José Antonio Melián, Heather Velazquez, Maria Helan, and Carlo Albán in a scene from <i>Pinkolandia</i> at INTAR Theatre.
José Antonio Melián, Heather Velazquez, Maria Helan, and Carlo Albán in a scene from Pinkolandia at INTAR Theatre.
(© Rahav Segev)

If you're looking for a theatrical experience that's as accessible as the bottom-shelf sugar cereals in a grocery store, you should probably turn around and go home to your TiVo'd episode of The Biggest Loser. If you're willing to do some mental stretching, flexing, and occasional contorting, step right into Pinkolandia — your efforts will be handsomely rewarded.

Written by Andrea Thome, Pinkolandia is not for the faint of imagination. Luckily, it has found a perfect home at INTAR's small scotch-tape-and-super-glue theater that makes you feel like a true, hip New Yorker the second you step inside.

A video projection of 1980s television commercials (designed by Alex Koch) places us in what we soon learn to be the home of a Chilean family in Reagan-era Wisconsin (we later discover that the family fled Chile in 1973 following the coup of Salvador Allende's socialist government). There, we meet the two daughters of the house: Gaby, a wide-eyed nine-year-old (played by an older Heather Velazquez) who conjures the fantastical world of "Closet Land" as her own personal escape, and Beny, a cynical-beyond-her-years twelve-year-old (also played by an adult Maria Helan) who goes on frequent political tirades about American capitalism, totalitarian injustices, and Nazi Germany (she's a few decades too late on that one). The family fled Chile when Beny was three years old, so she, as opposed to Gaby, has a few memories of her homeland. These memories make it particularly difficult for her to define herself culturally and to accept the finality of her family's departure from Chile, the circumstances of which have been kept hidden from her.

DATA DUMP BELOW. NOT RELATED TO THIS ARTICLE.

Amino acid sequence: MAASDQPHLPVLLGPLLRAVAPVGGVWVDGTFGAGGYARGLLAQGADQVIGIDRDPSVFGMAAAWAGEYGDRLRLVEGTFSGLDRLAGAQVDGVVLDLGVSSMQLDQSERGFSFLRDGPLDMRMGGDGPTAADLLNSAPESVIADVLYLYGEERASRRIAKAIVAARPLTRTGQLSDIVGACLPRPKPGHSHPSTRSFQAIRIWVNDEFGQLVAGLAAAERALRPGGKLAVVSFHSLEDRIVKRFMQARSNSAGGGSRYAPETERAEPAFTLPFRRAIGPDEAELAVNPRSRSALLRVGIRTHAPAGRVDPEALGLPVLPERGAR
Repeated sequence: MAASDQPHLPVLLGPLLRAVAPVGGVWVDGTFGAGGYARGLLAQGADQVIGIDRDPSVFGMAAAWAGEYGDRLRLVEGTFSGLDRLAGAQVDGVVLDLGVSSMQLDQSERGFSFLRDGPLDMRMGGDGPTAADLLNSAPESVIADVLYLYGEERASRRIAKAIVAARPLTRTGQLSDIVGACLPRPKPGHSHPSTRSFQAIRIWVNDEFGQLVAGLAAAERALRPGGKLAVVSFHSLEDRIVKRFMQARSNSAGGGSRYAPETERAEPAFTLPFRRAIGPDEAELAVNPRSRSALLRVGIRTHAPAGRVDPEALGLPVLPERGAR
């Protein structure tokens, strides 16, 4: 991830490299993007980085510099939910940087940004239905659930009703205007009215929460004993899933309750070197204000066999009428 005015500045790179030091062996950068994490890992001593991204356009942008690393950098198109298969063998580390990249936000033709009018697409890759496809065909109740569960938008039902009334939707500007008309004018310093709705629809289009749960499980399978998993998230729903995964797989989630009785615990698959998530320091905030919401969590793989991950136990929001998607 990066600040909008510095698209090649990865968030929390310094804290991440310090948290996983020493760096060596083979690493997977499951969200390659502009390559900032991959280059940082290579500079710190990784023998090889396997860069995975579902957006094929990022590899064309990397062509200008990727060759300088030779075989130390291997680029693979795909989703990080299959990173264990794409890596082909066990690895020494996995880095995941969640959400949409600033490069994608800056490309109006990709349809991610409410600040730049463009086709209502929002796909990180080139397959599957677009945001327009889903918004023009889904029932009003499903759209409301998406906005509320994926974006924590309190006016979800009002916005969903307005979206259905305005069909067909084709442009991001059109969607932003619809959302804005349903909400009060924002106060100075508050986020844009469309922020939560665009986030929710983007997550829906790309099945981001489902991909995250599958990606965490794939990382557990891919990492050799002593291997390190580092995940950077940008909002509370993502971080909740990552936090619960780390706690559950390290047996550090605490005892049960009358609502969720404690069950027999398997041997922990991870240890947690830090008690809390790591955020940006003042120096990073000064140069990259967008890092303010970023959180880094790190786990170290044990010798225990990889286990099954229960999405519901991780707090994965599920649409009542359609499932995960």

Thome translates these feelings of cultural confusion into wild scenes of imagination, staged by director José Zayas. A talking polar bear, political interrogations, and an Evita-inspired rally (with 12-year-old Beny in the balcony position) require a willing audience with an open mind and a high tolerance for ridiculous costumes (designed by Ásta Hostetter). Fortunately, Pinkolandia has the substance to support such extreme maneuvers. If you channel the flexibility of a child's mind and go along for the ride as you zig-zag in and out of reality, you will be left with images to unravel and ideas to chew on for days to come (something to do while you recover from your mental whiplash).

The originality of Pinkolandia's "free verse" structure is both its greatest asset and its biggest downfall. The audience rarely has a chance to catch its breath and find solid footing within the story through the constant barrage of disorienting transitions; though at the same time, this feeling of imbalance allows us to experience the world directly from Beny's vantage point of groundlessness. Ryan Ogara's creative lighting design acts as a helpful guide as we frenetically weave between the worlds of fantasy and reality. Much of the dialogue, however, is spoken in Spanish, adding another layer to our vertigo (at least for the nonnative speakers in the audience). Thome does attempt to surreptitiously incorporate English translations, but still, there were several quips that no amount of high school Spanish could have kept from whizzing by.

It's not until the second act, when Thome reveals more about the family's immigration to America and more thoroughly explains the backdrop of Chilean politics, that the play finds its footing. Thankfully, Pinkolandia is graced with a strong ensemble that keeps us engaged as the lengthy first act lays the groundwork. Velazquez (Gaby), though relatively unvarying in her line delivery, captures her character's unadulterated innocence and offers some of the greatest moments of comic relief. Helan (Beny) delivers a show-stopping rant that ends with her hurling eggshells at pictures of Chuck Norris and Donald Duck. Annie Henk (who plays the girls' mother), however, delivers the most memorable performance of the evening — one moment the epitome of maternal strength, the next, a fragile woman struggling to keep her family afloat in a foreign country.

Certainly not a one-size-fits-all play, Pinkolandia deserves high praise for its bold use of silliness and childlike whimsy to communicate profound, adult messages. It may even inspire you to revisit your own childhood version of "Closet Land" if in need of a temporary escape from the demons of adulthood. After all, "monsters can't go to Closet Land." At least that's what Gaby tells me.